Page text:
Just like any other tool, people can use computers to carry out illegal activities or cause damage. With today’s nature of computer networks and the advent of the internet, criminals can carry out their activities across national and international borders easily creating jurisdiction problems for computer crime investigators. Every country applies different laws when dealing with computer crimes, as such, an activity deemed criminal in one country might not necessarily be considered to be a crime in another country.
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Computer misuse comes in different forms. One form of computer misuse occurs when a person uses a computer to commit crimes such as forgery, copyright piracy, and fraud. Computer crime laws are applied when dealing with these types of computer-based crimes for prosecution. Another form of computer misuse occurs when a person gains unauthorized access to information stored in computers.
Criminals use such information in corporate espionage, ransom opportunity or to further illegal activities such as fraud. Hackers and Phishers use software and spoof emails to gain access past the computer security system.
The introduction of malicious software on a computer is another form of computer misuse. Common types of malware such as worms, viruses, Spyware, and Trojans destroy data and hardware when installed on the computer.
Modern malware has the capacity to operate without the knowledge of computer users and steal important information such as credit cards details and other personal information. New technology has resulted in a new type of computer misuse known as Denial of Service (DoS) which blocks users from accessing computer resources. This is made possible by Flooding servers with more information than they can process, forcing websites to go down.
Due to the complex nature of computers and the internet, it is very difficult to come up with legislation targeting a specific type of computer misuse. In debating the Computer Misuse Act of 1990, lack of understanding of computers and the Internet was evidence, resulting in repressive approaches which do not have a significant contribution in reducing computer misuse. When the Act was passed by the UK parliament, three offenses were made.
The Act is in a way a blunt instrument in that many modern household gadgets like mobile phones, washing machines, etc are fully computerized, and by changing the settings without producer permission, it leads to breach of some sections of the Act.
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The Computer Misuse Act of 1990 has other flaws which can not be wished away. When a person who is authorized to access a computer access information for unauthorized purposes, he/she can not be prosecuted under the Computer Misuse Act. In such instances, the Data Protection Act of 1998 becomes the applicable law in prosecution.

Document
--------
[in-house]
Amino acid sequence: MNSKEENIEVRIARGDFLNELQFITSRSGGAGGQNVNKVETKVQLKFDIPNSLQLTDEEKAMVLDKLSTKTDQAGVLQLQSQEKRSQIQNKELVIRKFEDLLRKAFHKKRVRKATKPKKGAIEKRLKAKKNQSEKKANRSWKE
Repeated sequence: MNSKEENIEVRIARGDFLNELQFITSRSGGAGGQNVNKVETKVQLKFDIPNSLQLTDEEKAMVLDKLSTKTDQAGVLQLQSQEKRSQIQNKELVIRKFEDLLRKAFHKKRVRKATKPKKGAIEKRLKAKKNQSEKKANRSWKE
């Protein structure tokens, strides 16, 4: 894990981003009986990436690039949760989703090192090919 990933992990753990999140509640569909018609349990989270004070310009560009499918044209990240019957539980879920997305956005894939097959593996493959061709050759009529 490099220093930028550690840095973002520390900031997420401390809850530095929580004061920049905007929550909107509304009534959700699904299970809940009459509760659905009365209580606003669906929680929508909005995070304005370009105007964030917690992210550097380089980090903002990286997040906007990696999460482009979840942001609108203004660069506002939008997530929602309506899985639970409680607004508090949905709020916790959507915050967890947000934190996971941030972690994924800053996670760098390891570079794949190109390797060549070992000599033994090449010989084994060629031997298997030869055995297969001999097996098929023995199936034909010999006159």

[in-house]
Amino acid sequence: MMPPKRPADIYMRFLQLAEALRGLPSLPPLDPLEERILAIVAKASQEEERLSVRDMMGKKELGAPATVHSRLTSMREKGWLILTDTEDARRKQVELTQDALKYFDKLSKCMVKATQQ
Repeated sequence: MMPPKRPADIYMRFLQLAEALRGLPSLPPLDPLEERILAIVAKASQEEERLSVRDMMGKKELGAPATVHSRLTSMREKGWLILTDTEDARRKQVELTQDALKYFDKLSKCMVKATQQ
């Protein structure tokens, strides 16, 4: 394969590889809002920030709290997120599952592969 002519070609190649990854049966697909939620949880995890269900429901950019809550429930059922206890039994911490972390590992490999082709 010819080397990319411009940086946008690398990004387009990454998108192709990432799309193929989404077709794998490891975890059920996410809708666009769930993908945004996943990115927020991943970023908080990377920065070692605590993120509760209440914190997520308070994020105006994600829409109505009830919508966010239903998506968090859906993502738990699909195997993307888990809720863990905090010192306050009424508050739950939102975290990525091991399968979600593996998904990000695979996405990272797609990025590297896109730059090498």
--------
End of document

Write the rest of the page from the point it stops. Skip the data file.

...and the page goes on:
Another issue that requires close scrutiny is the fact that many computer disruptions such as online hacking and malware result from poor software. The general feeling is that software producers such as Microsoft should be pressed to improve software security in a bid to curb computer misuse and crimes.
Computer misuse comes in many different forms resulting in serious crimes such as fraud, piracy, malware, hacking, and phishing. In the UK, the 1990 Computer Misuse act and the 1998 Data protection Act are some of the legislation in force, meant to curb computer crimes. A better understanding of computers and the internet coupled with extensive research is important in coming up with enforceable laws. This way, significant gains will be made in reducing computer misuse.
Computer Misuse Act 1990. Web.
Frank Bott, Allison Coleman and Jack Eaton. 2000. Professional Issues in Software Engineering, New York, CRC Publishers.
Great Britain Law Commission. 1989. Criminal Law: Computer Misuse, London, H.M.S.O. Publishers.
Guidance on Computer Misuse Act. 2008. Web.
Jay Bloom Becker. 1993. Computer Crime Laws, New York, Clark Boardman Callaghan Publishers.
Parliamentary Office of Science and Technology. 2006. Computer Crime. Web.
Sandra Davidson Scott. 1991. Computer Technology Vs Laws on Access, New Jersey, Pearson Prentice Hall Publisher.
Steven L. Shaffer, Alan R. Simon. 1994. Network Security, Toronto, AP Professional Publishers.